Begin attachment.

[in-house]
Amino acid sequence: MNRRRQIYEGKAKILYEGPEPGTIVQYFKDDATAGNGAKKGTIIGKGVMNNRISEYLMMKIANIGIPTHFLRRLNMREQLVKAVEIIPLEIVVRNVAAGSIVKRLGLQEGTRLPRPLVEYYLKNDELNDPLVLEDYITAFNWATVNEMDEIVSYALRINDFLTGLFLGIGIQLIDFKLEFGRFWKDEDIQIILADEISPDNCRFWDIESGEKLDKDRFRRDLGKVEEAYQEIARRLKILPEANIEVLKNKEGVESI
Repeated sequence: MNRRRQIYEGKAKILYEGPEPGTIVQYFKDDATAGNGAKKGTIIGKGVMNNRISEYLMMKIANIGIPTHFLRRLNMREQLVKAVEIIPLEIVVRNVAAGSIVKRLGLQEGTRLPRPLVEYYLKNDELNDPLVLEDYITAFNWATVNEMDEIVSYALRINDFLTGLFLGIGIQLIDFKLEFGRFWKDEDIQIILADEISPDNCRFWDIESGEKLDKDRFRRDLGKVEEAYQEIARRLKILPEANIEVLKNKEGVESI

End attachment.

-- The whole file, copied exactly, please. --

[in-house]
Amino acid sequence: MNRRRQIYEGKAKILYEGPEPGTIVQYFKDDATAGNGAKKGTIIGKGVMNNRISEYLMMKIANIGIPTHFLRRLNMREQLVKAVEIIPLEIVVRNVAAGSIVKRLGLQEGTRLPRPLVEYYLKNDELNDPLVLEDYITAFNWATVNEMDEIVSYALRINDFLTGLFLGIGIQLIDFKLEFGRFWKDEDIQIILADEISPDNCRFWDIESGEKLDKDRFRRDLGKVEEAYQEIARRLKILPEANIEVLKNKEGVESI
Repeated sequence: MNRRRQIYEGKAKILYEGPEPGTIVQYFKDDATAGNGAKKGTIIGKGVMNNRISEYLMMKIANIGIPTHFLRRLNMREQLVKAVEIIPLEIVVRNVAAGSIVKRLGLQEGTRLPRPLVEYYLKNDELNDPLVLEDYITAFNWATVNEMDEIVSYALRINDFLTGLFLGIGIQLIDFKLEFGRFWKDEDIQIILADEISPDNCRFWDIESGEKLDKDRFRRDLGKVEEAYQEIARRLKILPEANIEVLKNKEGVESI